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The Race to the Bottom (of Hell)

I have entered into a child custody case.  Or at least, it is a child custody case at heart.  Unfortunately for the parties, the judge, and most importantly me, it has begun as a restraining order.  The custody merits will not be heard for some time, due to the temporary closure of the Family Court and the docket problems that has caused.

Meanwhile Mother and Father got into an argument during which Mother scratched the child (I think she was trying to get Father).

Before retaining me, Father actually won the race to the Family Court and applied for a restraining order on behalf of himself and the minor child, given the scratches.  Usually, due to the shameful vulnerabilities of the Family Court, the first parent to show up gets what he or she wants and the other is playing catch up for months if not longer.  Typically, the Family Court is a “First Come, Only Served” business model.  But in this case, Father’s restraining order was denied.

The very next day Mother ran to the Family Court (she had no idea Father had visited the day before) and applied for a restraining order based on the same facts.  Her restraining order was granted.  Same context.  Same argument.  Same relief sought.  Very different result.

This is why, if you ask a Family Law attorney how we are, we may reply, “Same day, different judge.”

Now, Father is out of the home and unable to see the child – the child that Mother scratched in her attack – while DCYF investigates.

While the result is rarely this obviously unjust, this kind of behavior happens every single day.

A relationship has gone on for too long.  Neither party will end it.  So it limps along frayed at the edges, the parties (married or not) are making one another exquisitely miserable, pushing buttons that only lovers can, and eventually these manipulations take root and they begin screaming at each other.  Maybe a neighbor calls the cops.  Maybe one blocks the door and the other shoves him or her out of the way.  Maybe spaghetti is thrown.  Both say horrific and cruel things to each other in a game of one-upsmanship until neither is even a human being anymore.  Just husks of hatred.

At this point both understand that the relationship is over.  And the relationship being over means that the child or children have to live with one or the other.  Then the wheels start turning.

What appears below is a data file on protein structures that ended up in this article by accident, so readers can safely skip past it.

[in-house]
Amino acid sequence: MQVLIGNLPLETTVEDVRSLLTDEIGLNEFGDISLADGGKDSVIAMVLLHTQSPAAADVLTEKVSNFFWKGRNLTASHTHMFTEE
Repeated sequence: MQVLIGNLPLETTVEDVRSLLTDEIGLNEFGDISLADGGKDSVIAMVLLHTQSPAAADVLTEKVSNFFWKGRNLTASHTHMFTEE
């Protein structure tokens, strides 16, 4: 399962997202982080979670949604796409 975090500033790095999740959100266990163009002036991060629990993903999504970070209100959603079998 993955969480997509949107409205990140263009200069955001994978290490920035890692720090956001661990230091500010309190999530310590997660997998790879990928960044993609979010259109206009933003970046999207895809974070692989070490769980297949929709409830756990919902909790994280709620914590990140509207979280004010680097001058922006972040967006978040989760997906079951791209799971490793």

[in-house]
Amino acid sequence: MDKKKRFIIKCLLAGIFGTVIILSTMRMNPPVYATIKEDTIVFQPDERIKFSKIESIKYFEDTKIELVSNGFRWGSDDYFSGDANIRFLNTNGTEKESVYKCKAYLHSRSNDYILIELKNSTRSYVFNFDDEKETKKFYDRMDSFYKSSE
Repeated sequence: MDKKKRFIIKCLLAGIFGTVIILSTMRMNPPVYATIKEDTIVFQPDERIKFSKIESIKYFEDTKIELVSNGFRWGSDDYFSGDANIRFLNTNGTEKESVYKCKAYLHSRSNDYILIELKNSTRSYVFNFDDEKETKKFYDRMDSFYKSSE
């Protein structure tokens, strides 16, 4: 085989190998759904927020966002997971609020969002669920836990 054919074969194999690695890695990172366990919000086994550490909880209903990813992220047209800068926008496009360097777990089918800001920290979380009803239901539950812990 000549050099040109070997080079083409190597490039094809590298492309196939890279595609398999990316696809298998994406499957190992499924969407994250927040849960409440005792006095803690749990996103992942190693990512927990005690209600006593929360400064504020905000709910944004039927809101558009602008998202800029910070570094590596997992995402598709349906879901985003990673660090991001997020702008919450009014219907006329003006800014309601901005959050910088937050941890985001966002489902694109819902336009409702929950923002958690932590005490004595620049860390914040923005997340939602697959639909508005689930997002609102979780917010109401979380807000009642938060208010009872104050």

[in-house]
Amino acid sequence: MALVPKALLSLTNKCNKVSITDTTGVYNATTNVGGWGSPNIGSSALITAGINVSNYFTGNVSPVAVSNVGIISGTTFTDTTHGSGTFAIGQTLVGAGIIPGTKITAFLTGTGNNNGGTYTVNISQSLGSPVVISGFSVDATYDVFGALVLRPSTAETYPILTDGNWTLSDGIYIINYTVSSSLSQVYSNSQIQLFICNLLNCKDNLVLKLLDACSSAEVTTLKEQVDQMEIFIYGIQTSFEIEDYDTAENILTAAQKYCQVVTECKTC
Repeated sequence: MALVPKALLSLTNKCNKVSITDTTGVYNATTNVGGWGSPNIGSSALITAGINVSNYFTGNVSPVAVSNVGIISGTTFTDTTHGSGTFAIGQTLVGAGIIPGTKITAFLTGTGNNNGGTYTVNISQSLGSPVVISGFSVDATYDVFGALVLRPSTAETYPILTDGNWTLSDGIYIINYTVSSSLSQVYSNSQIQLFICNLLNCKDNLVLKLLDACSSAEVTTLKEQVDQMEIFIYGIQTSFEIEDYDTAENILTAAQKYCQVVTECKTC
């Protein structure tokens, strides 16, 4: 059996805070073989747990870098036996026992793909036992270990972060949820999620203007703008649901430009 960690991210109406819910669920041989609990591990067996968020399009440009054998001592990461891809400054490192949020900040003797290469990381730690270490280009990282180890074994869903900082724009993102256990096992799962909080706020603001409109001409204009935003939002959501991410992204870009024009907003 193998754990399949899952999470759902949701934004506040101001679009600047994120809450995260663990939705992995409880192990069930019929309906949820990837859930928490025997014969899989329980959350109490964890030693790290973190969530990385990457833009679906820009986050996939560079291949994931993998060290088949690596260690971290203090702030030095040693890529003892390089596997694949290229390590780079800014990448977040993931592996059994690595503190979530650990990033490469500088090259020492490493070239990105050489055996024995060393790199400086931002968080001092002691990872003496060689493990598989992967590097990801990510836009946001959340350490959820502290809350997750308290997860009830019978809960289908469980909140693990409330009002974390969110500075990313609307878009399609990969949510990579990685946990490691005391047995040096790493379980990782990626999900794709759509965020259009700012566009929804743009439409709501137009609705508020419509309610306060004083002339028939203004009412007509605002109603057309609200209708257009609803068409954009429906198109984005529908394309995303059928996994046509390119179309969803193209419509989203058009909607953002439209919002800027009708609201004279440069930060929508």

When that realization sets in both get the idea that they need to get to the court first and, hey, why not use that disgraceful and shameful argument they just had as evidence?  Hadn’t the other parent just done and said things in the heat of the moment that would make a judge blush?

Then the next day each goes looking for a divorce attorney (or, if they were not married, a child custody attorney) and without fail one or both runs to the Family Court to get a restraining order.  Despite having slept under the same roof together the night before.  Despite no criminal case being involved.  Despite neither party suffering an injury or genuinely being in fear of the other.  Despite, despite, despite.

The judge reviewing the restraining order almost always grants it because he or she does not want to go to sleep at night thinking that they may have turned away a person in need of protection, and relying upon the fact that the order is temporary.  The judge will Order that one of the parents move out and hope things can calm down without further intervention of the Court.

While the temporary restraining order is in effect (in R.I. if one party gets a restraining order the matter must be scheduled for a full hearing within twenty days) the party that lost the foot race to the Court must move out of the home, not see the child for three weeks, lose custody of their child “temporarily”, and suffer other indignities.

All this without a hearing, without evidence, without witness credibility being vetted.

And of course this process is necessary in any number of instances, where a party would truly suffer abuse otherwise, but the restraining order process is meant to be a shield to protect a victim, not a sword used by a calculating parent to cut a path around the rules of evidence and procedure.

A parent who uses the restraining order process as a sword makes a Faustian bargain that will cause the entire family to suffer.

Protection from Abuse Orders are there for those who genuinely need them.  Seeking one without need to soften your path through the court is a disgusting display of parenting and will result in dire consequences.

“A lie that is a half-truth is the darkest of all lies.”  -Alfred Tennyson


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